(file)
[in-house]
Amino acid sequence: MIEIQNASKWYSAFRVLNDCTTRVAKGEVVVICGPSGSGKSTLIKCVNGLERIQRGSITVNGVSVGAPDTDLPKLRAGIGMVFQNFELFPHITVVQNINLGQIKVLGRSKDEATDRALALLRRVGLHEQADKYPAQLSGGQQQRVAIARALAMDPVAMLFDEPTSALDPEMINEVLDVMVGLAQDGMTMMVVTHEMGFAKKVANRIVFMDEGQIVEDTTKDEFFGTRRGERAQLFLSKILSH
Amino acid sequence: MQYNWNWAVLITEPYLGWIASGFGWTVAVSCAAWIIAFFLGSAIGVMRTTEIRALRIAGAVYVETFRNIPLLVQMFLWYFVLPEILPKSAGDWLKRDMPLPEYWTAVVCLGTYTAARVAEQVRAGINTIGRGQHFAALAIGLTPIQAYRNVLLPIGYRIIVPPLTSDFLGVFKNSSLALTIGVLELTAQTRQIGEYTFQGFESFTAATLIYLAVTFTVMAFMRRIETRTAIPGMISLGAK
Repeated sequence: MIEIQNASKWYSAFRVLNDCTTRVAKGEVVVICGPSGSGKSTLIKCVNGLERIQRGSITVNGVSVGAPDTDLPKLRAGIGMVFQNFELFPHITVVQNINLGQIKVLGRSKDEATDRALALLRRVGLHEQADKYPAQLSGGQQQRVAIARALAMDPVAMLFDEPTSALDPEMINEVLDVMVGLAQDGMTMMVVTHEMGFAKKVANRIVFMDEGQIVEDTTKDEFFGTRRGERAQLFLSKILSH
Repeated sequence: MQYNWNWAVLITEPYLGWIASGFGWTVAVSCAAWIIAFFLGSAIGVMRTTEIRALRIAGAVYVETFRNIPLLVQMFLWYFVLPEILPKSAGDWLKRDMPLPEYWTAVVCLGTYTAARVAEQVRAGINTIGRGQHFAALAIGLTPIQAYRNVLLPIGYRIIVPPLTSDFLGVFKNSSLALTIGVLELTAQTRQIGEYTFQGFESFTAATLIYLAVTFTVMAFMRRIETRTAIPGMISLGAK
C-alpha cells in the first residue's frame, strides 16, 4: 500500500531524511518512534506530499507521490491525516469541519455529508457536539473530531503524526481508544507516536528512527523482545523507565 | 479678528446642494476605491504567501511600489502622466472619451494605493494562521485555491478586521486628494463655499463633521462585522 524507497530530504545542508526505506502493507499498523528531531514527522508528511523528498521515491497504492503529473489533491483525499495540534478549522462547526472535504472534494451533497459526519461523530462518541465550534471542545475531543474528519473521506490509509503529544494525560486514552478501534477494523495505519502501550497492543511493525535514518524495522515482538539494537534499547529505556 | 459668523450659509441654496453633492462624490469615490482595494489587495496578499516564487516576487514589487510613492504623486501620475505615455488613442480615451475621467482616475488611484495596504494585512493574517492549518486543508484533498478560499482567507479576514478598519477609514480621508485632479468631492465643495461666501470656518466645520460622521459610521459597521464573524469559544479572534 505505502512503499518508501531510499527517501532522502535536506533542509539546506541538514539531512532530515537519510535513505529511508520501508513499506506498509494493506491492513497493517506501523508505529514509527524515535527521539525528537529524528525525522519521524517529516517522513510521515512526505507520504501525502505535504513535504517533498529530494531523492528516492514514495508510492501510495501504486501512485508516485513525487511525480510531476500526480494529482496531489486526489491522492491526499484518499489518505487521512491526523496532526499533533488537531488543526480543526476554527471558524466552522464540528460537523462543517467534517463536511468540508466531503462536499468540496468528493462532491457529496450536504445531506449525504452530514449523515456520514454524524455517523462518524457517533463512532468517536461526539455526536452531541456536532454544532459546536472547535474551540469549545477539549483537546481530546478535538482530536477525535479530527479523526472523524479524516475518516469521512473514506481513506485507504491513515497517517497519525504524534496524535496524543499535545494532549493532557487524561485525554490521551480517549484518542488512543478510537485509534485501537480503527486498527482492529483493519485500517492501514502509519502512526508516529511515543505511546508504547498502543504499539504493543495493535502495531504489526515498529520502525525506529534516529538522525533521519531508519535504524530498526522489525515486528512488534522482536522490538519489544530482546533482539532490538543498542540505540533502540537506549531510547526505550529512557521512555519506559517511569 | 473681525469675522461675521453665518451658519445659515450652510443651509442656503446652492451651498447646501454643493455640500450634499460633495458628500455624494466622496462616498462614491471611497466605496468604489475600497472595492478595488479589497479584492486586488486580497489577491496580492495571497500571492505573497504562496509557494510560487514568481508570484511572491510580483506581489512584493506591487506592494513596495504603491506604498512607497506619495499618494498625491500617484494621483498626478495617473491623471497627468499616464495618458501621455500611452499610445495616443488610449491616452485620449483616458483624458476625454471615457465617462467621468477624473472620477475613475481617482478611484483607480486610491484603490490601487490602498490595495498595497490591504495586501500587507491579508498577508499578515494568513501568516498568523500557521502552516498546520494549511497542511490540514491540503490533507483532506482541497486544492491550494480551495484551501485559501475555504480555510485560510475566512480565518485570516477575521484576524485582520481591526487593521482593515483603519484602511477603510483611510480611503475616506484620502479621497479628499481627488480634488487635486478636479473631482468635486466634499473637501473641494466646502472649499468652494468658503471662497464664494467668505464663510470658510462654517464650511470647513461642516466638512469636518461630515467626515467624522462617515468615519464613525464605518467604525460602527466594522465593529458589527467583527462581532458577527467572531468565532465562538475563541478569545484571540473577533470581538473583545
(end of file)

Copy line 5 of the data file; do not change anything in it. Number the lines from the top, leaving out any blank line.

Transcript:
Repeated sequence: MQYNWNWAVLITEPYLGWIASGFGWTVAVSCAAWIIAFFLGSAIGVMRTTEIRALRIAGAVYVETFRNIPLLVQMFLWYFVLPEILPKSAGDWLKRDMPLPEYWTAVVCLGTYTAARVAEQVRAGINTIGRGQHFAALAIGLTPIQAYRNVLLPIGYRIIVPPLTSDFLGVFKNSSLALTIGVLELTAQTRQIGEYTFQGFESFTAATLIYLAVTFTVMAFMRRIETRTAIPGMISLGAK